In Catesby 1754, Vol. 1 Pl. 80, The Small Bittern, 18th-century artist Mark Catesby captures the species in his characteristically charming and rudimentary style.
Printed on creamy laid paper, this engraving features delicate linework and vivid original hand-applied color. Own a piece of early American history today with this captivating work of art!
About The Natural History of Carolina, Florida and the Bahama Islands
The Natural History of Carolina, Florida and the Bahama Islands – Catesby’s most notable folio – visually documents the flora and fauna of colonial America through hand-colored engravings. Mark Catesby, an English artist-naturalist, set out on an expedition of discovery to learn about the uncharted animalia of the Americas. As a self-taught artist, Catesby takes a unique approach to rendering the natural world. His prints are charming, possessing a medieval quality and subjective approach to understanding nature. The Natural History and Appendix (1731, 1754, and 1771 editions) contain 220 prints that substantiate the earliest illuminated folios on American birds.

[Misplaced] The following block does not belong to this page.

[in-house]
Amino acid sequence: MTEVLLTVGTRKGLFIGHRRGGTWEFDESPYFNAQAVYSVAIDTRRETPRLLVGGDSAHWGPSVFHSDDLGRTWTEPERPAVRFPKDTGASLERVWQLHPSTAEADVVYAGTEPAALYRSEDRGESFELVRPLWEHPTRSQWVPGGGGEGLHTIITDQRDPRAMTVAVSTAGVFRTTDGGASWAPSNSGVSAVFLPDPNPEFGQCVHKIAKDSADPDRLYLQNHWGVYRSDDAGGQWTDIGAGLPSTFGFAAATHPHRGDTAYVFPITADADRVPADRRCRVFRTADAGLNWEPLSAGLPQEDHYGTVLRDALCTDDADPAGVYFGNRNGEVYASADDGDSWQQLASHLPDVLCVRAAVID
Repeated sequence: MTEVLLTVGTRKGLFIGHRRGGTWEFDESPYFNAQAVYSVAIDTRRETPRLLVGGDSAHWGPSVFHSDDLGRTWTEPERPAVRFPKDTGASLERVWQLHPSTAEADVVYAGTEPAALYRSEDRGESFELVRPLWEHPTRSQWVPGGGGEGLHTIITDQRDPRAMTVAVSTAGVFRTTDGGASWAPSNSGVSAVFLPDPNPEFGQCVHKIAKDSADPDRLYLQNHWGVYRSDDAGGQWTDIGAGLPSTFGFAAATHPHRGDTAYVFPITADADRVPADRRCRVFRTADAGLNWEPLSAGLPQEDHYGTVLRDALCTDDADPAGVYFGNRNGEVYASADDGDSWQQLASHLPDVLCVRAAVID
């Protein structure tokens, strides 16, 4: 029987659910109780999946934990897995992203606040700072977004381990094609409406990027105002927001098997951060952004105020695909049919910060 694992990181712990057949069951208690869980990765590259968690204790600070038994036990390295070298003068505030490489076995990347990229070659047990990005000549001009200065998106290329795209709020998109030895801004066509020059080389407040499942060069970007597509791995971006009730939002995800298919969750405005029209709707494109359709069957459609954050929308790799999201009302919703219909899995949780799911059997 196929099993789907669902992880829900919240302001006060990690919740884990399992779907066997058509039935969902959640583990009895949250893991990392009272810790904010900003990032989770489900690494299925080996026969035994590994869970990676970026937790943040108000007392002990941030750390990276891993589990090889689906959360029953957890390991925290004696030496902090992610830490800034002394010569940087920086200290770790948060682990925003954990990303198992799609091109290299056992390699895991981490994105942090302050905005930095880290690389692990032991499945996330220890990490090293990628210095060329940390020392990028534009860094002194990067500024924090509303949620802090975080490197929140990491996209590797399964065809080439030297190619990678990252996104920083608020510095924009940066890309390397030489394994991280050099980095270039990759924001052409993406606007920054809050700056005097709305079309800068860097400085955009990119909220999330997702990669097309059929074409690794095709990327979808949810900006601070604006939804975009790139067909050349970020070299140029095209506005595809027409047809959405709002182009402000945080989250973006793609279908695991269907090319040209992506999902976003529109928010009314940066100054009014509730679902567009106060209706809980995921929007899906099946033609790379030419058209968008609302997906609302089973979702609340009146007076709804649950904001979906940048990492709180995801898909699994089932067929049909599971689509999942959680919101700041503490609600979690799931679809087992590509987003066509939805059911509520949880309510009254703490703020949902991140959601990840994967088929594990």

About Mark Catesby
Mark Catesby was an English self-taught artist and explorer who created one of the first folios examining the flora and fauna of North America. Born in 1682, Catesby traveled to the New World on a legendary discovery expedition a century before the renowned artist-naturalist John James Audubon first published his work, The Birds of America. His exploration of the southern British colonies resulted in the publication of his illustrated folio, The Natural History of Carolina, Florida and the Bahama Islands. Catesby also contributed to the research of renowned taxonomist Carolus Linnaeus (1707—1778), who included over 70 of Catesby’s bird illustrations in his landmark work, Systema Naturae.
For more information about Catesby 1754, Vol. 1 Pl. 80, The Small Bittern, email us at [email protected] or check out our articles Spontaneous Surrealism in Mark Catesby’s Artwork and Catesby’s Crustaceans – Natural History of Carolina, Florida and the Bahama Islands.